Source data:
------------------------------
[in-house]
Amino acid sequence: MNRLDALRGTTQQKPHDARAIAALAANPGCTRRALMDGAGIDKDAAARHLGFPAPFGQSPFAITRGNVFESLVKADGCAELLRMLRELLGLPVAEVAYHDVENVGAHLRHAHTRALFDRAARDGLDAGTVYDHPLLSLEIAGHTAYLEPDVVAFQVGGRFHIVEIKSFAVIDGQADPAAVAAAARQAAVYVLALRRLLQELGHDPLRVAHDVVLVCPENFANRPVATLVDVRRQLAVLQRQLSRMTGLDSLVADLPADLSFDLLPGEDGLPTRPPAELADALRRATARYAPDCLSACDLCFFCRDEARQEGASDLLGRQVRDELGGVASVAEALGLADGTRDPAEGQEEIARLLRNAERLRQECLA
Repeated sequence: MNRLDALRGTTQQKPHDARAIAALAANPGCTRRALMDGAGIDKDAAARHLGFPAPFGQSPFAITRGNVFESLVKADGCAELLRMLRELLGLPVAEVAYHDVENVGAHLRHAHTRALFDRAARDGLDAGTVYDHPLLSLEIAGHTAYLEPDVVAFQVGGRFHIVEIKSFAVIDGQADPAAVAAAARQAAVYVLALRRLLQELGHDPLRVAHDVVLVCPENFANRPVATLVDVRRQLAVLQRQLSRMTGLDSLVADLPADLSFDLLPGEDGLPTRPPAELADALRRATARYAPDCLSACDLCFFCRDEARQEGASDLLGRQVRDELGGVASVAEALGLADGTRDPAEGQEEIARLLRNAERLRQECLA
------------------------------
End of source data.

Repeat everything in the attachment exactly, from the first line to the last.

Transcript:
[in-house]
Amino acid sequence: MNRLDALRGTTQQKPHDARAIAALAANPGCTRRALMDGAGIDKDAAARHLGFPAPFGQSPFAITRGNVFESLVKADGCAELLRMLRELLGLPVAEVAYHDVENVGAHLRHAHTRALFDRAARDGLDAGTVYDHPLLSLEIAGHTAYLEPDVVAFQVGGRFHIVEIKSFAVIDGQADPAAVAAAARQAAVYVLALRRLLQELGHDPLRVAHDVVLVCPENFANRPVATLVDVRRQLAVLQRQLSRMTGLDSLVADLPADLSFDLLPGEDGLPTRPPAELADALRRATARYAPDCLSACDLCFFCRDEARQEGASDLLGRQVRDELGGVASVAEALGLADGTRDPAEGQEEIARLLRNAERLRQECLA
Repeated sequence: MNRLDALRGTTQQKPHDARAIAALAANPGCTRRALMDGAGIDKDAAARHLGFPAPFGQSPFAITRGNVFESLVKADGCAELLRMLRELLGLPVAEVAYHDVENVGAHLRHAHTRALFDRAARDGLDAGTVYDHPLLSLEIAGHTAYLEPDVVAFQVGGRFHIVEIKSFAVIDGQADPAAVAAAARQAAVYVLALRRLLQELGHDPLRVAHDVVLVCPENFANRPVATLVDVRRQLAVLQRQLSRMTGLDSLVADLPADLSFDLLPGEDGLPTRPPAELADALRRATARYAPDCLSACDLCFFCRDEARQEGASDLLGRQVRDELGGVASVAEALGLADGTRDPAEGQEEIARLLRNAERLRQECLA